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  1. #1
    Senior Member jlstrat's Avatar
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    Cough/Cold and Cycling

    Woke with a sore throat yesterday so I skipped cycling and finished cleaning the garage instead. I did do a short ride later and felt better. So...should I do a 20 mile ride at moderate pace?

  2. #2
    You gonna eat that? Doohickie's Avatar
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    Above the neck, you're okay. If it goes into your chest, take a break. If it's really crappy out, take a break.
    I stop for people / whose right of way I honor / but not for no one.



    Originally Posted by bragi "However, it's never a good idea to overgeneralize."

  3. #3
    USMC Veteran qcpmsame's Avatar
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    Up to you, it is your body and you know it better than anyone. Any fever since yesterday? If I have a cold I will go ahead if there is no fever and I don't risk spreading the stuff to anyone else, if it is the flu, I stay home and follow all the usual recommendations. I have a flu shot every year since I am high risk with all my health problems, not going to have anything set me back. You be the judge and I hope things are alright for you, Strat,the flu going around is really nasty this year.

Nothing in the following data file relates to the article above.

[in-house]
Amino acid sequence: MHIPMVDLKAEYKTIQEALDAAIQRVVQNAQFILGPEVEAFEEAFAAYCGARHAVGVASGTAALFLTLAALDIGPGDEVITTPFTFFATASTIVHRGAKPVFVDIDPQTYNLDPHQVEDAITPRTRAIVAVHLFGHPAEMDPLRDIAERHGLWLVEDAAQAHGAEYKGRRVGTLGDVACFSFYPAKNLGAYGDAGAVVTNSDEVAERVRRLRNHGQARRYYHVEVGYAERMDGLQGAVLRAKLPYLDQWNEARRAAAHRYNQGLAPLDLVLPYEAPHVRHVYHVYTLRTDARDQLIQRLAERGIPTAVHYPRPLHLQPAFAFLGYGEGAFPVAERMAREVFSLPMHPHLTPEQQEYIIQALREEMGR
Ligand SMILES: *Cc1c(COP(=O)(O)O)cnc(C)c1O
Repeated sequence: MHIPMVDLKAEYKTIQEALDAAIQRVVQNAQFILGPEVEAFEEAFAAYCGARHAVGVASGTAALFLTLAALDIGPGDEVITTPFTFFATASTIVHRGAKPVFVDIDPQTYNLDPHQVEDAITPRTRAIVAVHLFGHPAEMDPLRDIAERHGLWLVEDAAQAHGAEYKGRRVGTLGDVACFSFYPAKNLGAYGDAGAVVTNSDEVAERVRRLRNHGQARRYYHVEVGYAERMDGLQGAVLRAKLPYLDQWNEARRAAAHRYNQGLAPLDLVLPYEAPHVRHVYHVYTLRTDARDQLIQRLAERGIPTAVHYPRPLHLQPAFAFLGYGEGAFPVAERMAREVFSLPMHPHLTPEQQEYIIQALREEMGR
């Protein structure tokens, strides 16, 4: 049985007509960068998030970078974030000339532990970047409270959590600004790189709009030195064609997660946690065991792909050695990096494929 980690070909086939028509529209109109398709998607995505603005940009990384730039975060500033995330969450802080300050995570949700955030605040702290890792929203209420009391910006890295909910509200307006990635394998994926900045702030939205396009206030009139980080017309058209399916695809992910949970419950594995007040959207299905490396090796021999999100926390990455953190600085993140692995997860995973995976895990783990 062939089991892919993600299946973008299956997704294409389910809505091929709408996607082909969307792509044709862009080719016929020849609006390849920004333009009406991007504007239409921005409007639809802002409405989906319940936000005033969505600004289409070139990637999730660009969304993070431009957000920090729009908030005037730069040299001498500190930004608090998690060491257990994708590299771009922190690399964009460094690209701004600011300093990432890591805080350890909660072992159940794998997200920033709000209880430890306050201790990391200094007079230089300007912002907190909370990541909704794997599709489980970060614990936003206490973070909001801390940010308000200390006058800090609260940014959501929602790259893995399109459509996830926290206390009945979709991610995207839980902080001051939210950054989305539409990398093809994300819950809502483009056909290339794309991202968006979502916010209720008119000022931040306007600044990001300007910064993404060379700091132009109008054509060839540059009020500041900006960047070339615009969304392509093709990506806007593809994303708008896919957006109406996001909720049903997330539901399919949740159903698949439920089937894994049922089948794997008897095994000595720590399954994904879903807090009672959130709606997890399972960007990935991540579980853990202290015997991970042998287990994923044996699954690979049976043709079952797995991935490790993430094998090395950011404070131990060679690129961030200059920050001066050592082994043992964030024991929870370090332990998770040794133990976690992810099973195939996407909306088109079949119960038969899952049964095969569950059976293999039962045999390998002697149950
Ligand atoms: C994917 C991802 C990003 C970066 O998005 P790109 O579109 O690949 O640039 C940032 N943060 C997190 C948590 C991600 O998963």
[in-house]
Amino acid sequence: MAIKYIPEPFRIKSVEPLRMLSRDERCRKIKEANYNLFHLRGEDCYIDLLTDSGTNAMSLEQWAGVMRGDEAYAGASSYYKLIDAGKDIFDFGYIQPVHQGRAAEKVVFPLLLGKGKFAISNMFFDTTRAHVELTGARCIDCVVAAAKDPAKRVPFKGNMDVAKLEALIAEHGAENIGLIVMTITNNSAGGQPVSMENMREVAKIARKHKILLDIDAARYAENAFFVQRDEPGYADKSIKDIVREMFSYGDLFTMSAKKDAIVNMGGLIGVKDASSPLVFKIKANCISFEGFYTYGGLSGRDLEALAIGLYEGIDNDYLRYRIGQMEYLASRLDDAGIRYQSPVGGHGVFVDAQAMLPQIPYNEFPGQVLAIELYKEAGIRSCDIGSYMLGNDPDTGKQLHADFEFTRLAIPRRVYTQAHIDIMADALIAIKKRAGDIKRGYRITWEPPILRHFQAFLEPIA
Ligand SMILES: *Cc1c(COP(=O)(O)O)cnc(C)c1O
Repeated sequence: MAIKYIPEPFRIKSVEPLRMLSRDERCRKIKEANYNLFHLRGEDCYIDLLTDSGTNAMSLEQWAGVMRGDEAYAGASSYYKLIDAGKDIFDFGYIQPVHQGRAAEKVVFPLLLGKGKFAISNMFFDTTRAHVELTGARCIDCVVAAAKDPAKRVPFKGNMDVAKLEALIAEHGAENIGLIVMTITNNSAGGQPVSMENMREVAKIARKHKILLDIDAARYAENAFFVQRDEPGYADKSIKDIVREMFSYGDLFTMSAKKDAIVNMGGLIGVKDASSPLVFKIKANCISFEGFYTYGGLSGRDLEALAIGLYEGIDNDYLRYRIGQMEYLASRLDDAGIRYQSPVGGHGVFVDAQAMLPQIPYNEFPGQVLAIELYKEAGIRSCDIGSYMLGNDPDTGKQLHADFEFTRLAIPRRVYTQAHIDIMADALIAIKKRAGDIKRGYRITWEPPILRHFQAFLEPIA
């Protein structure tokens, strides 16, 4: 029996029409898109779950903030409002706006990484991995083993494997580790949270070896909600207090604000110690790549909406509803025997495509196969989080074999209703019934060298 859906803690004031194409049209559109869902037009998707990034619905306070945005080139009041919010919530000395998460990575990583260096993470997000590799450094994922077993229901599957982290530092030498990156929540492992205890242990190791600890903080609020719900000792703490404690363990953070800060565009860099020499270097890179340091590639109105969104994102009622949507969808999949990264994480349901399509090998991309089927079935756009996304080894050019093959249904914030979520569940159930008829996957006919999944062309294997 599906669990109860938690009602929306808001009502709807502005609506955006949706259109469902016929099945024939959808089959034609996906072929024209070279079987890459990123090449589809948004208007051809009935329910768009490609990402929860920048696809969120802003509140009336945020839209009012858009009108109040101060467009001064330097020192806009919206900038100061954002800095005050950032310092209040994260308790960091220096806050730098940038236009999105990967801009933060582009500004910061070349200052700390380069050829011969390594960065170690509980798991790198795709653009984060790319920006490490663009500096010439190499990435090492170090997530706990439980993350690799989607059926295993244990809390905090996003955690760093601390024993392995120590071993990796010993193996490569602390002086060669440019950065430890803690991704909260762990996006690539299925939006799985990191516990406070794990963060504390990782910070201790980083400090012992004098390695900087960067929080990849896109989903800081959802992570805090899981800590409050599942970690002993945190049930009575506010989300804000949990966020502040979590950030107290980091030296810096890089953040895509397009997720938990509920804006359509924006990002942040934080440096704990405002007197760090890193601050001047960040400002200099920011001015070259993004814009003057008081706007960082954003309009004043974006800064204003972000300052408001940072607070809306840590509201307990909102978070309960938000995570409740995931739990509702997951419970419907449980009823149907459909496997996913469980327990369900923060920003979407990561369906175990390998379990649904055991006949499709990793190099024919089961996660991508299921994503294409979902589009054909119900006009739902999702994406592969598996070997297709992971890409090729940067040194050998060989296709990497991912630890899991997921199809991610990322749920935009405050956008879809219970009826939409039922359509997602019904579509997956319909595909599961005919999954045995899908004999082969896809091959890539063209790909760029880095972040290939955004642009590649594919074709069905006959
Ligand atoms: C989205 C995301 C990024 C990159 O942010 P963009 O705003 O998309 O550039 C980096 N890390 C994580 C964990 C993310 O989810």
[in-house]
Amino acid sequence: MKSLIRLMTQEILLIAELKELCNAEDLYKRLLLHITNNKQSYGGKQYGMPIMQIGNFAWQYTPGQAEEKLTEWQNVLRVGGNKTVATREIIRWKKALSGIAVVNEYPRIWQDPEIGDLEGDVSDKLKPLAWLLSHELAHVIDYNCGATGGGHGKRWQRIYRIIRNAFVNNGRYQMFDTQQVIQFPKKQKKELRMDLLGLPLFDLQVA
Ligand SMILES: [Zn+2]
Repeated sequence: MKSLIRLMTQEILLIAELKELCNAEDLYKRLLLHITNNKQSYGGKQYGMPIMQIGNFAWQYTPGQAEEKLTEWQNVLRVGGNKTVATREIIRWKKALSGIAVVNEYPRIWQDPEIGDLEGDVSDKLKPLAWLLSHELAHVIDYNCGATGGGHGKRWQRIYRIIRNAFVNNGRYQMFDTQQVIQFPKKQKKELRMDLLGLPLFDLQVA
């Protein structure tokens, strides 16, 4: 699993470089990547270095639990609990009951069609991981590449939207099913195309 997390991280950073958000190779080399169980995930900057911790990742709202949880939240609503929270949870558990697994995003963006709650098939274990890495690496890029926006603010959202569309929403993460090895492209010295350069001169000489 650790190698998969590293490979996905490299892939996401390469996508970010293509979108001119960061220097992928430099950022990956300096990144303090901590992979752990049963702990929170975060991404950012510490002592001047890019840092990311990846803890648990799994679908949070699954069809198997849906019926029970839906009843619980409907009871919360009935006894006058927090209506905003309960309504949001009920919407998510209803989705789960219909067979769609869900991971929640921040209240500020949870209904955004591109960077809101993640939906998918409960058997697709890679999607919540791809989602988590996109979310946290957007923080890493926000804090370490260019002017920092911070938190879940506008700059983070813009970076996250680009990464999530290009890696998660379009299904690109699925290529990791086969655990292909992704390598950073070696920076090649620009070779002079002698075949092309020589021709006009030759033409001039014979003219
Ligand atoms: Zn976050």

Bill
    "I Can Do All Things Through Christ Who Strengthens Me" Philippians 4:13

  4. #4
    Senior Member MinnMan's Avatar
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    In late summer, my daughter got a cough that turned into pneumonia. Then my wife got a cough that also turned into pneumonia. At this point, I too had a cough.

    At the second medical visit with my wife, the doctor said - the cough keeps you from breathing deeply and so fluid begins to collect deep in the lungs under relatively anerobic conditions.

    That afternoon and the days after that, I went out for a normal daily ride (~20 miles or so) and made sure to get myself winded, no matter how much it made me cough.

    I did not get pneumonia.

  5. #5
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    I had the same situation.I had the flue shot.For a week I have a sore throat,cold, sleeping alot.No fever or chills.Missed the bike so feeling about 75% went for a 50 min ride.2 hours later I felt like I had surgery on my throat.That ride made everything worse.So hold off is my recomendation.Btw this is day 9 not 100% yet

  6. #6
    Senior Member jlstrat's Avatar
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    I did 20 easy miles and was glad I did...

  7. #7
    Senior Member climberguy's Avatar